Physical boundaries

                                                 Greeting Mom after a grocery shopping trip.  

      As I go back and forth from the car to get the groceries, Luke and Elsa wait calmly and patiently. 

Boundary training is one of the best things that you can ever teach your dog.  No matter where the boundaries are, you can use them to help teach more.  Once a dog "gets" the idea of not crossing an invisible boundary; their capacity to learn other boundaries goes us.  This type of boundary training that I am talking about is about not going into certain rooms, going out doors and gates or whole areas. 

Teaching a boundary like the door above will NEVER, EVER be a waste of time.  Once your dog is solid on a door boundary it is very easy to move to other doors.  Many dogs generalize well and will hesitate before going out any door.  Some need a tiny reminder of an error marker; a simple ahhhh as they consider going through.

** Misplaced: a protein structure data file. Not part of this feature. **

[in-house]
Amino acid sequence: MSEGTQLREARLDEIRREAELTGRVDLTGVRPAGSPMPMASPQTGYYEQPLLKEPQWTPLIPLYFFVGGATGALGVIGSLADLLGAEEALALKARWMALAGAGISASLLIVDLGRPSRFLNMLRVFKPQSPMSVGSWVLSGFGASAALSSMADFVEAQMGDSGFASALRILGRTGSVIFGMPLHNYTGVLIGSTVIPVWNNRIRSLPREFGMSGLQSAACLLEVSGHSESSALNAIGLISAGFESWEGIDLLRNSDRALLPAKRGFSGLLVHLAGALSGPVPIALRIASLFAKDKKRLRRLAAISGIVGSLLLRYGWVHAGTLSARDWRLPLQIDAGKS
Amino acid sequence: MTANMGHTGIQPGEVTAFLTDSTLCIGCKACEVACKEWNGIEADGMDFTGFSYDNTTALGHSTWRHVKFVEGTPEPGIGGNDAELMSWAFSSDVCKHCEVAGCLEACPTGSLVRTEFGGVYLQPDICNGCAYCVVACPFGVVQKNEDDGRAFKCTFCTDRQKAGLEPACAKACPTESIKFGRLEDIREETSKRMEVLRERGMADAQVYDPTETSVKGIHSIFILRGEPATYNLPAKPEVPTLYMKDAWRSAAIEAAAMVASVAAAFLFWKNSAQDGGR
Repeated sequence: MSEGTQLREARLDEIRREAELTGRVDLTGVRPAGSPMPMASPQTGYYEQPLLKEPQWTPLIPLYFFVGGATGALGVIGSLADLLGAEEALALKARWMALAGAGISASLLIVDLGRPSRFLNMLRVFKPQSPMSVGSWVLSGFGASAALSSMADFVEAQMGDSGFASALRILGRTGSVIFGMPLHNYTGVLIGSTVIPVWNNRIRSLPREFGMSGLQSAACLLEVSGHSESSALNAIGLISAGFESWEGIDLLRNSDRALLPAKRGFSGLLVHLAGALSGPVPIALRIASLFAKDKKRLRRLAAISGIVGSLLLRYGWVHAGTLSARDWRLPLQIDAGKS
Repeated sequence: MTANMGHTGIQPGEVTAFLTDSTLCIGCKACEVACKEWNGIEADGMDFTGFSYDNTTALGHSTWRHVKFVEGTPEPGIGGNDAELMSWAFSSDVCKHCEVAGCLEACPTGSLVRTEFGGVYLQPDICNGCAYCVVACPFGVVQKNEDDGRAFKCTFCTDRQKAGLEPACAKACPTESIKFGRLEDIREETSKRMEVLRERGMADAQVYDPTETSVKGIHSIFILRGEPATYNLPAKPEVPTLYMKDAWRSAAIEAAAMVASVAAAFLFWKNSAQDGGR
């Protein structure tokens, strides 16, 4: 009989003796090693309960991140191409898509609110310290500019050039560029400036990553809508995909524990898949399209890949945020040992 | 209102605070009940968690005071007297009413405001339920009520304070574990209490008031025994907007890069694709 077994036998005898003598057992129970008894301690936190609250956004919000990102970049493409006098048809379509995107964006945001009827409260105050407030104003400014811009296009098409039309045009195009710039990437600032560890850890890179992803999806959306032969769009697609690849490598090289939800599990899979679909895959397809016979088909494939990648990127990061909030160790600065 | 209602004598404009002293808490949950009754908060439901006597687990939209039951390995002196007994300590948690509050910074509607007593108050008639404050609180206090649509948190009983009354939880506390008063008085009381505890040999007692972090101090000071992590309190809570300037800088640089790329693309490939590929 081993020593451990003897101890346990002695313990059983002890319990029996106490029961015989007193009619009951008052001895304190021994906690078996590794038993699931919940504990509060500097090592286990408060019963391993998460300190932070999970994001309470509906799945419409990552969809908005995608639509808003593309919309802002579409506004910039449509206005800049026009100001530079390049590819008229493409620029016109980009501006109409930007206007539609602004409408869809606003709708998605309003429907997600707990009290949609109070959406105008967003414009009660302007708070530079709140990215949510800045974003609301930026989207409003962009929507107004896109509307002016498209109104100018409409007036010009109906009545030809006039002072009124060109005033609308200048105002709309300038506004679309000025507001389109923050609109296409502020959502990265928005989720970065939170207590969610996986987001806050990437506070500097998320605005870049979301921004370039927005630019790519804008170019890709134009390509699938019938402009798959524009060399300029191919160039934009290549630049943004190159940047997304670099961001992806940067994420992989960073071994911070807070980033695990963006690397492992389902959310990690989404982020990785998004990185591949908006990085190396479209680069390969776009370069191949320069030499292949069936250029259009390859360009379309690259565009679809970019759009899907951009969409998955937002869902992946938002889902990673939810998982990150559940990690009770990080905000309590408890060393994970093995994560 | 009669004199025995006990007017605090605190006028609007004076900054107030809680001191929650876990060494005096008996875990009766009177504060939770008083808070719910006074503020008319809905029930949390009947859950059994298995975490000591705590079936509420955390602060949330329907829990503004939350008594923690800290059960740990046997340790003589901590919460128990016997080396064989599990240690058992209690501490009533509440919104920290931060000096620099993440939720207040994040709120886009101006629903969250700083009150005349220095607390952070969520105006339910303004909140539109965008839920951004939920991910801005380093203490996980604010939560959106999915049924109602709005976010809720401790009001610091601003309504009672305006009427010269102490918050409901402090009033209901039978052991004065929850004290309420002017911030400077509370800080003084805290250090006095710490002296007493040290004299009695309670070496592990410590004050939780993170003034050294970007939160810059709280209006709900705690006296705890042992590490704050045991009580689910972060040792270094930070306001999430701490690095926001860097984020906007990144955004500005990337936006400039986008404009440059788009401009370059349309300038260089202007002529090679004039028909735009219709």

Door boundaries can take time to teach; especially if you have a guaranteed bolter.  But by simple rewarding them for NOT going out the door the learning curve can be achieved quickly.  When you start teaching a boundary you must leash your dog, in case. 

Learning boundaries does not mean that your dog will never be able to go a particular area but that they must wait for a release word.  Your release word can be anything; something that comes to mind, you can remember and is saved for that specific reason.  You can use the same release for feeding, stay and many other things where a release is needed.

Just yesterday, I needed to use a boundary as we have come to a new house for a couple of weeks.  Elsa quickly realized that running out is not an option and she must wait until told that she can.  I only needed one ahhh for her to understand that this too was a boundary. 

You will NEVER, EVER regret boundary training.